- The median age on the continent is 18.
- Compare that to the median age in North America, which is 35.
- These young Africans are inheriting a continent where fewer and fewer people have to struggle to survive and can instead devote their energy to planning for and investing in the future.
Every time I visit Africa, I am struck by two things that go hand in hand: the youth and the energy.
The median age on the continent is 18. Compare that to the median age in North America, which is 35.
These young Africans are inheriting a continent where fewer and fewer people have to struggle to survive and can instead devote their energy to planning for and investing in the future. The percentage of Africans living in poverty has dropped from 59 per cent of the population in 1990 to 38 per cent today.
Africa’s improvement in living conditions is one of the most important trends in recent history, and yet the data shows that it is also one of the most fragile.
Each year, our foundation releases a report tracking progress in the fight against global poverty and disease. According to current trends, the number of people around the world living in extreme poverty could stop declining and could even start growing again.
Most countries in the region are continuing to make steady progress against poverty. Ethiopia, for example, is on track to eliminate poverty within a couple of decades. As a result, poverty is concentrating in a relatively small handful of countries beset by severe climate change, violent conflict, and weak governance.
By the mid-century mark 40 per cent of the extremely poor people in the world will live in just two countries: the Democratic Republic of Congo and Nigeria. Together, those two nations will be home to almost 600 million people, and they are poor and fast-growing enough to offset the gains by their neighbours.
Some people both inside and outside the continent worry about what this large group of very young, very poor people will do when they are denied opportunities. Will they cause insecurity, instability, and mass migration?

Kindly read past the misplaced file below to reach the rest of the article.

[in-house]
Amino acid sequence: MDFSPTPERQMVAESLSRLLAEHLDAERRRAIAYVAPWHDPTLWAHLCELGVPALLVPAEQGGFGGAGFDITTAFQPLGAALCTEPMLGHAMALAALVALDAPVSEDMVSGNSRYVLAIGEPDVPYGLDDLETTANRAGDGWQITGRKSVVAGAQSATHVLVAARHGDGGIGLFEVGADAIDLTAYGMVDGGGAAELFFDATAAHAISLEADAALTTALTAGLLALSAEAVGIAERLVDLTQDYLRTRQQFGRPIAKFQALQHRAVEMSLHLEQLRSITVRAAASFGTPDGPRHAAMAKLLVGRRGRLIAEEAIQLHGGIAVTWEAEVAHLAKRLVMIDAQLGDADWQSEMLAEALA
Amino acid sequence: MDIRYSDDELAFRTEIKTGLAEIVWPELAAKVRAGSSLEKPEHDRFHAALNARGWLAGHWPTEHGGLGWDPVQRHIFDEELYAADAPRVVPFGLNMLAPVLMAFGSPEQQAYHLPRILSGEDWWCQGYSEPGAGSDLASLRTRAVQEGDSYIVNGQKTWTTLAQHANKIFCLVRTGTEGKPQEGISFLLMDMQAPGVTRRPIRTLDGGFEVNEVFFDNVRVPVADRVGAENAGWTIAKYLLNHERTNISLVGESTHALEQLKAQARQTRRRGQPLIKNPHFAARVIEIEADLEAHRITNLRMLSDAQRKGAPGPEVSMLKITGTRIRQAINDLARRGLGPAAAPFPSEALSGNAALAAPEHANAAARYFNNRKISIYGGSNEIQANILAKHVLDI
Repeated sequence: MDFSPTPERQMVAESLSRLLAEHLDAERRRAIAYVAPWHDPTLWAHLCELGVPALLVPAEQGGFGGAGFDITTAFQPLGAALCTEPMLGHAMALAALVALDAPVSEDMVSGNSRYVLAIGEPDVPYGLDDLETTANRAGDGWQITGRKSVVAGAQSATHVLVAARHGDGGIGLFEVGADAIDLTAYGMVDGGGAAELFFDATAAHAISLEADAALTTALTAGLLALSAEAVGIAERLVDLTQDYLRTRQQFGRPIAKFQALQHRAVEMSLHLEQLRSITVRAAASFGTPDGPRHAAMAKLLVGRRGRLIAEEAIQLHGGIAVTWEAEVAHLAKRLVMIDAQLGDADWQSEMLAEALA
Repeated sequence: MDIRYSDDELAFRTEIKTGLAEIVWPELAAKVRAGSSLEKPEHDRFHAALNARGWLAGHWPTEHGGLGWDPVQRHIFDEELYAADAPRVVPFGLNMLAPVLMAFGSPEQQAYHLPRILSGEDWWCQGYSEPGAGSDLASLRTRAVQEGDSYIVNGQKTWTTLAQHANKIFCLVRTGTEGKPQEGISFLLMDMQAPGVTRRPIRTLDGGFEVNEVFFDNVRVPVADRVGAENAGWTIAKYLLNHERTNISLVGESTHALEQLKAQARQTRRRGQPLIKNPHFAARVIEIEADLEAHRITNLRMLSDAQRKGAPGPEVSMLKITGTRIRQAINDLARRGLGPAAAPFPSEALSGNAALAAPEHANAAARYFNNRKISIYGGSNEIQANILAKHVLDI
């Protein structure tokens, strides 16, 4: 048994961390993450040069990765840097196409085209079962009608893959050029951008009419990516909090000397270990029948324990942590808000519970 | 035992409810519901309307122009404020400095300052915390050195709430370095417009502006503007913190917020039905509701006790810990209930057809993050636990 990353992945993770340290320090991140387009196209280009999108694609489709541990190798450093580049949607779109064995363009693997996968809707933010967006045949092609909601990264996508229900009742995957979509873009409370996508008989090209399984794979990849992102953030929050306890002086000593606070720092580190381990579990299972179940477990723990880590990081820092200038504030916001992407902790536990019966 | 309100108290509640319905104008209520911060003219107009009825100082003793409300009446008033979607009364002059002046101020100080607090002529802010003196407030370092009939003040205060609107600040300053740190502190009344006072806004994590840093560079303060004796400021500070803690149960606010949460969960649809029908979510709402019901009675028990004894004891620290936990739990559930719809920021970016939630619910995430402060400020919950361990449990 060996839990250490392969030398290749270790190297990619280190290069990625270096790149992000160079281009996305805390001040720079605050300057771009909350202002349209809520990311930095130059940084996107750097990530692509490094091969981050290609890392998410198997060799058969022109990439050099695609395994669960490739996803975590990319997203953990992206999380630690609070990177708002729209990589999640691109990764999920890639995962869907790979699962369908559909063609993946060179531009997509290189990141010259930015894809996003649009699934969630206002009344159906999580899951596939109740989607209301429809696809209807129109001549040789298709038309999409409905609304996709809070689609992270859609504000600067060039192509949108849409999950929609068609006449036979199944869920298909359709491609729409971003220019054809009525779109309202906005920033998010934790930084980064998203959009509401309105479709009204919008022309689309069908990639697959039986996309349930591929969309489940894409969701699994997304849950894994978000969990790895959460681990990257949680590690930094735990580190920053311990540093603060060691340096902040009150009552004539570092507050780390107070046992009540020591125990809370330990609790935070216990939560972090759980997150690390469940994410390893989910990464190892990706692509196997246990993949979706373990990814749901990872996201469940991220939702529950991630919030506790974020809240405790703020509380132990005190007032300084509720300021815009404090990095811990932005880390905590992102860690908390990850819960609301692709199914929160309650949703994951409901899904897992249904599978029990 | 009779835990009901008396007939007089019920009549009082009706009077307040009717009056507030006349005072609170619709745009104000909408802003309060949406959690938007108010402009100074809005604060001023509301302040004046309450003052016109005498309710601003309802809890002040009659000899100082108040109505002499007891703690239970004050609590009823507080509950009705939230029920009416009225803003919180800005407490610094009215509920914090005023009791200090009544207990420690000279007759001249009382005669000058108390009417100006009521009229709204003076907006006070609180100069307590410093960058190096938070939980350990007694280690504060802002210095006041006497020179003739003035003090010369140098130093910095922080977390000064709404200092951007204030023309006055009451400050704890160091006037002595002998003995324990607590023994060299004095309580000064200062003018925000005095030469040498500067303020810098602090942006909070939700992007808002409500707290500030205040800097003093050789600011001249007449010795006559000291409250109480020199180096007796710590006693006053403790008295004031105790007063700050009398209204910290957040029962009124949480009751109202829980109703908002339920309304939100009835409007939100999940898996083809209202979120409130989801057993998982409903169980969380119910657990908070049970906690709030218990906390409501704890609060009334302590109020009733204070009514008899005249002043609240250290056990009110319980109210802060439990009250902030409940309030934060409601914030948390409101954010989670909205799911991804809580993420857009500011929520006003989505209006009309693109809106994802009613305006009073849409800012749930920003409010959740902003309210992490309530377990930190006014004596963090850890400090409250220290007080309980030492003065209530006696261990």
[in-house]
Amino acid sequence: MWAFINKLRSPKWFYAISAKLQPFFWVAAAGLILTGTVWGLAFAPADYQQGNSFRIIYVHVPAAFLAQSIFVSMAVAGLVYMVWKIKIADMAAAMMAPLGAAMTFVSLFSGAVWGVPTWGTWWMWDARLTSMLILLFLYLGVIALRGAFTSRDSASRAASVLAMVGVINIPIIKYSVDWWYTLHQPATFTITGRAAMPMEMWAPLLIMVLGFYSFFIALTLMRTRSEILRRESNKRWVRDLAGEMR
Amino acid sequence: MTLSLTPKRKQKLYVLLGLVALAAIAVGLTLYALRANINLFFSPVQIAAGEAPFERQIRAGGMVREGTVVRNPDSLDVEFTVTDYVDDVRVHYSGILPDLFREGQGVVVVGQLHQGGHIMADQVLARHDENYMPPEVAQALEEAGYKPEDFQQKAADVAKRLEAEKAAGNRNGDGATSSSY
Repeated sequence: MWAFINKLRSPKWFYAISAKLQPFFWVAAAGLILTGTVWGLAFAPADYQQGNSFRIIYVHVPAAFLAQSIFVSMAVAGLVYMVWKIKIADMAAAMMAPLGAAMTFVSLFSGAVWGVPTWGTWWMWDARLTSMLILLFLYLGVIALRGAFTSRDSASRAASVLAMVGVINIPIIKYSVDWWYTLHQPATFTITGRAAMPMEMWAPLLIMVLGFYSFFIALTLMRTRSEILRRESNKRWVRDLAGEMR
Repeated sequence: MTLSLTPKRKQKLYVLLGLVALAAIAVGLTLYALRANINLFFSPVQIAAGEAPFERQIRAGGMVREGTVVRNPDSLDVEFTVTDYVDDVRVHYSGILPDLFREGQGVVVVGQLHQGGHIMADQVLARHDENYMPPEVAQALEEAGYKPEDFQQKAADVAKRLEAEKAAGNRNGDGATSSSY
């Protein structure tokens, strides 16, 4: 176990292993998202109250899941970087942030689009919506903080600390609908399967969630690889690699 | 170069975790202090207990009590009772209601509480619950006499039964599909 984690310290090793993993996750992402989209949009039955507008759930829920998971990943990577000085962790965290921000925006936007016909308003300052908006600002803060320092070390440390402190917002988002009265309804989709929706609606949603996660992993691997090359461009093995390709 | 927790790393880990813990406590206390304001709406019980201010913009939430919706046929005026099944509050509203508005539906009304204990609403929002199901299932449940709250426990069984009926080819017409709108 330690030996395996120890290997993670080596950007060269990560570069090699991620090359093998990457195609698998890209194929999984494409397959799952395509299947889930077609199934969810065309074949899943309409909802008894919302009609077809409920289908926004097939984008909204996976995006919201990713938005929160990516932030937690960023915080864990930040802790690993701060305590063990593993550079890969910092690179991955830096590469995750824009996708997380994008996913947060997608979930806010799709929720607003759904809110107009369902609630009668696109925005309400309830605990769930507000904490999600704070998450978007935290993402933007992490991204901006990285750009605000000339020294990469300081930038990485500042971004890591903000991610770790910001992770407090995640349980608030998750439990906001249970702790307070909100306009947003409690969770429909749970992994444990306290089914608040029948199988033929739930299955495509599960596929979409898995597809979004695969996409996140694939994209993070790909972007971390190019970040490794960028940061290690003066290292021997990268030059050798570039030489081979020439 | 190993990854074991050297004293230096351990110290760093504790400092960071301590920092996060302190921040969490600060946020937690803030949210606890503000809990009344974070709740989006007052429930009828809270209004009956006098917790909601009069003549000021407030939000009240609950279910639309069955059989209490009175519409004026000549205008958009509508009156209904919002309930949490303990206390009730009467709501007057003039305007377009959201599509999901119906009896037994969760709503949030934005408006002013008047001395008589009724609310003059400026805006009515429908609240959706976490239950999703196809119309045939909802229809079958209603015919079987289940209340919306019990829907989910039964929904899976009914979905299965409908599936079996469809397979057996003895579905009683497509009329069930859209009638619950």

But I think just as much about what they will accomplish if they have access to opportunities — if they grow up healthy, get an education, build businesses, dream up new inventions, and grow the global economy, the way that bright young men and women from around the world have always done.
The key to providing opportunities in the places where they are currently lacking is investing in what economists call, “human capital,” or the health and education of young people. These investments are not the only ingredient of a healthy economy, but they have played a pivotal role in lifting nations like China and India out of poverty. Economic models show that they can do the same for Africa, growing the continent’s GDP by nearly 90 per cent by 2050.
But first, African governments and businesses will have to invest more in their young people.
There are two areas, in particular, where they should focus this investment to maximise long-term growth prospects:
First, health: Most African countries have participated in the global revolution in child survival. Rwanda, just a few years removed from genocide, has built and effective health system from the ground up and seen the steepest drop in child mortality ever recorded. The next step is making sure children don’t merely survive but thrive. One third of African children are stunted, which means their brains and bodies aren’t developing fully. But there are proven strategies solving the stunting problem, and many have to do with food security.
For example, China was able to reduce stunting by nearly 70 per cent between 1990 and 2010, in part because the country’s farmers adopted new agricultural technologies. African countries, most of which are still predominantly rural, must invest in agricultural transformation to fight malnutrition and poverty.
Second, education. Since 2000, the number of African children enrolled primary school has increased from 60 million to 150 million, and the number of girls in school is now virtually equal to the number of boys. The next step is improving the quality of the education all students receive.
The data is spotty, but it suggests that more than half of students on the continent aren’t achieving minimum proficiency in math and reading. Low-income countries can achieve excellent results in their schools. Vietnam, for example, has a 97 per cent literacy rate; in 2015, they were the poorest country to participate in international student testing, but still ranked 8th.
Governments must learn how to transfer this success so that all students benefit. For most of human history, poverty was thought to be an inevitable part of the human condition, something that had always – and would always – exist. Over the last two decades, however, Africa has proven otherwise and shown the world that poverty is not an inevitable.
Whether more young Africans live in poverty – or more live to fulfill their potential – depends on the choices and investments we make today. I am hopeful we will make the right ones.